WORCESTER — Perfection is a difficult target for bands that place an emphasis on lengthy improvisational interludes, but Phish just about hit a bull’s eye Thursday at the DCU Center during the opening night of its summer tour.
Phish was scheduled for a second sold-out show in the arena Friday.
Beginning the first and closing the second set with the spitfire instrumental “Buried Alive” accentuated the attention Phish paid to overall structure in its sprawling three-hour show. Within each set, Phish built jams around stylistically themed song sequences and made inspired tune selections.
In the first set, for instance, the band put a rustic, honky-tonk shading across the flow from “Runaway Jim” to a cover of the Rolling Stones’ “Torn and Frayed,” the latter galloping along, the former loping. Then it was funk time, first with the hard-edged Son Seals cover “Funky Bitch” paired with a breezy “The Moma Dance.”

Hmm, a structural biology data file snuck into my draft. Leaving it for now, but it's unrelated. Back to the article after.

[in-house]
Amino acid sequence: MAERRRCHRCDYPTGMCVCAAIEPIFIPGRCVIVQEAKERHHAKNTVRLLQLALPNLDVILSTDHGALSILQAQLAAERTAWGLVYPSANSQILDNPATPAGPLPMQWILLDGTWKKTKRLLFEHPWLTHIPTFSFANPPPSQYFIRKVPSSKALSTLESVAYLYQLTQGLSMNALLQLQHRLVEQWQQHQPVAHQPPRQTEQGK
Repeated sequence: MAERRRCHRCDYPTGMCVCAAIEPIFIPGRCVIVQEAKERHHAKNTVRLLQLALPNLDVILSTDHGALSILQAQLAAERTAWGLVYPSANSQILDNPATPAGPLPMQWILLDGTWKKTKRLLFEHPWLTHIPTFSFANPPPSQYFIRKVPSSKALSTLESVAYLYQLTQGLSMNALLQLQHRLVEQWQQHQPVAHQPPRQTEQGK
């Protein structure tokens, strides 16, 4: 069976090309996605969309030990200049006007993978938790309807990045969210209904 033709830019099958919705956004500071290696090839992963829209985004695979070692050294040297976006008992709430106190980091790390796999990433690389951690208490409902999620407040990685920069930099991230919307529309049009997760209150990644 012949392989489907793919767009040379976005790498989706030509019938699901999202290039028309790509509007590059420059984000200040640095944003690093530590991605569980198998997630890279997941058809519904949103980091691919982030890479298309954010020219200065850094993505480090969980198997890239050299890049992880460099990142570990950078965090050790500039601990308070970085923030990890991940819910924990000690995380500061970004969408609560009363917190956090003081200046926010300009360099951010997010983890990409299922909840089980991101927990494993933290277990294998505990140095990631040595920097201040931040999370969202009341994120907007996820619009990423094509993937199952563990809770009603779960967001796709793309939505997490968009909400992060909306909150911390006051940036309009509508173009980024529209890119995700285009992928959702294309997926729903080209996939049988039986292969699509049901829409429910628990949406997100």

And while it was likely coincidental, the band put its most frenetic first-set jams into songs titled after animals — “Ocelot” and “Possum.”
But even with signs of a design at hand, guitarist Trey Anastasio, bassist Mike Gordon, drummer Jon Fishman, and keyboard player Page McConnell sounded limber and looked like they were calling plays in the onstage huddles. McConnell’s “Beauty of a Broken Heart” and Anastasio’s “Nothing” were pretty additions, highlighting songwriting chops to rival the band’s jam power.
Phish took all that was good about set 1 and upped it in set 2. Anastasio generated Zeppelin-worthy riffs in a hard-driving “Carini” to start. A funk fest forged from the psychedelic “Ghost” and Stevie Wonder’s “Boogie on Reggae Woman” formed the core of the set.
The “Ghost” and a reggae-infused “Harry Hood” were huge jamming vehicles, and the band sounded simply inspired as solos passed among members with smooth transitions that would eventually gather into surging ensemble passages.
Phish built in breathing room with the delicate “If I Could” and conjured joyous zeal with Bob Dylan’s “Quinn the Eskimo (The Mighty Quinn).”
For its encore, Phish returned to the Stones’ “Exile on Main St.” for “Loving Cup.”